The purpose of a Zen garden, those stylized landscapes created by painstakingly placing rocks and raking gravel into perfect patterns, is the doing of the thing. Making sure every line is perfectly formed is no mean feat, and the concentration required to master it is the point of the whole thing. But who has time for that? Why not just build a robot to create the perfect Zen garden in miniature?

That was what [Tim Callinan] and his classmates did for a semester project, and the “ZenXY” sand plotter was the result. There isn’t a build log for the device per se, although the video below makes it plain how they went about this. The sand table itself is a plywood box whose bottom is layered with fine white sand and contains a single steel ball. Below the table is an X-Y gantry carrying a powerful magnet. A gShield riding on top of an Uno turns G code into slow, stately movement of the ball through the sand. The patterns are remarkably intricate, and while it might not be the same as mastering the body control needed to rake gravel with precision, watching the ball push the sand around is pretty Zen all by itself

This isn’t the first time we’ve seen someone try to automate a traditional Japanese practice. This tea ceremony robot comes to mind, and this nicely crafted sand table is very similar to the ZenXY.

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SandBot Happily And Tirelessly Rolls Patterns In Sand

The patience and precision involved with drawing geometric patterns in sand is right up a robot’s alley, and demonstrating this is [rob dobson]’s SandBot, a robot that draws patterns thanks to an arm with a magnetically coupled ball.

SandBot, SCARA version. The device sits underneath a sand bed, and a magnet (seen at the very top at the end of the folded “arm”) moves a ball bearing through sand.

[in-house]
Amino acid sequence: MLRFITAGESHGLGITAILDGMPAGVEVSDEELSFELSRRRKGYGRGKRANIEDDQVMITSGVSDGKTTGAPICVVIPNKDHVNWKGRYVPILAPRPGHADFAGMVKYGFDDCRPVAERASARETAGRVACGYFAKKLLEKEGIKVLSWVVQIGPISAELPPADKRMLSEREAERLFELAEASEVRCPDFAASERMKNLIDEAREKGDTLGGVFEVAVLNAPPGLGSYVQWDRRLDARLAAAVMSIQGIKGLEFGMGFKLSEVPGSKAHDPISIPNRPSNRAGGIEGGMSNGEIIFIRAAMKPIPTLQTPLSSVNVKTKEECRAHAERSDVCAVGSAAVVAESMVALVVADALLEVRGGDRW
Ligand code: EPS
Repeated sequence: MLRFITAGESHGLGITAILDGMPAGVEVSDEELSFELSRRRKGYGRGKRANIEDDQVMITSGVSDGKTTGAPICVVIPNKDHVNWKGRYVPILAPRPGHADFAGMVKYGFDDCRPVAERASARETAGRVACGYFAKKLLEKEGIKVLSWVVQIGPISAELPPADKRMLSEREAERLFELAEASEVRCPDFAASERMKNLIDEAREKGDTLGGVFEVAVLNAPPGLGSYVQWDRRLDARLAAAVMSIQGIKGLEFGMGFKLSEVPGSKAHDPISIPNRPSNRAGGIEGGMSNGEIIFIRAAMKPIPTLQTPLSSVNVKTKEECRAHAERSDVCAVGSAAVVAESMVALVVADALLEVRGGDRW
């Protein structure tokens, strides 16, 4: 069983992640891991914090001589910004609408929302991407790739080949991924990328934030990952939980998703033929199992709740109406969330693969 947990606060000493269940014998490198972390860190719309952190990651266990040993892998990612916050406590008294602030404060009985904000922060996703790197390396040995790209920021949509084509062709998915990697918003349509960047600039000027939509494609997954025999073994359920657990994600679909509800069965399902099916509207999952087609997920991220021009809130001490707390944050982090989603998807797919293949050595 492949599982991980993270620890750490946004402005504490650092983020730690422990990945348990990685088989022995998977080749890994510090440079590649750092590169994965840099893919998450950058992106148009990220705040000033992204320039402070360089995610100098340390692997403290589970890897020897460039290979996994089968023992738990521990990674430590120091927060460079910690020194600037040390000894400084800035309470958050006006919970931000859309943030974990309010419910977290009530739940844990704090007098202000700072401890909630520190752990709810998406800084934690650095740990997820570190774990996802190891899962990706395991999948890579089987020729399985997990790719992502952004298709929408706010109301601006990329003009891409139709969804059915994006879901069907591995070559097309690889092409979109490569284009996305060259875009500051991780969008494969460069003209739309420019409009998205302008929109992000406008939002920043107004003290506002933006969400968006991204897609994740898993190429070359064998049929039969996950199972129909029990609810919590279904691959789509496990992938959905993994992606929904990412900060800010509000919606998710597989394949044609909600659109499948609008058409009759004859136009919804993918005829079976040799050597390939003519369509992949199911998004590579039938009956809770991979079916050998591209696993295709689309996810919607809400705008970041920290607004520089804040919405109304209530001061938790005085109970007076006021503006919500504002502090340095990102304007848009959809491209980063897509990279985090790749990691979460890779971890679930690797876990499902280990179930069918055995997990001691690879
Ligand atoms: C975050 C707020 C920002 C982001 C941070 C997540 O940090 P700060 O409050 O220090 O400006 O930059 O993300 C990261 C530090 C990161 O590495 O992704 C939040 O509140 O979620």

SandBot is not a cartesian XY design. An XY frame would need to be at least as big as the sand table itself, but a SCARA arm can be much more compact. Sandbot also makes heavy use of 3D printing and laser-cut acrylic pieces, with no need of an external frame.

[rob]’s writeup is chock full of excellent detail and illustrations, and makes an excellent read. His previous SandBot design is also worth checking out, as it contains all kinds of practical details like what size of ball bearing is best for drawing in fine sand (between 15 and 20 mm diameter, it turns out. Too small and motion is jerky as the ball catches on sand grains, and too large and there is noticeable lag in movement.) Design files for the SCARA SandBot are on GitHub but [rob] has handy links to everything in his writeup for easy reference.

Sand and robots (or any moving parts) aren’t exactly a natural combination, but that hasn’t stopped anyone. We’ve seen Clearwalker stride along the beach, and the Sand Drawing Robot lowers an appendage to carve out messages in the sand while rolling along.

Drawing Lines In The Sand: Taking Beach Graffiti To The Next Level

When strolling down the beach, there’s always an urge to draw in the sand – it seems compulsory to make your mark by inscribing something. But there’s a dilemma: how do you go about physically drawing it? You could opt to remain standing and attempt to deploy a toe, but that requires a level of dexterity few possess. The only other option is to bend down and physically use your hands. Ultimately, there’s no way to draw anything in the sand without losing your dignity.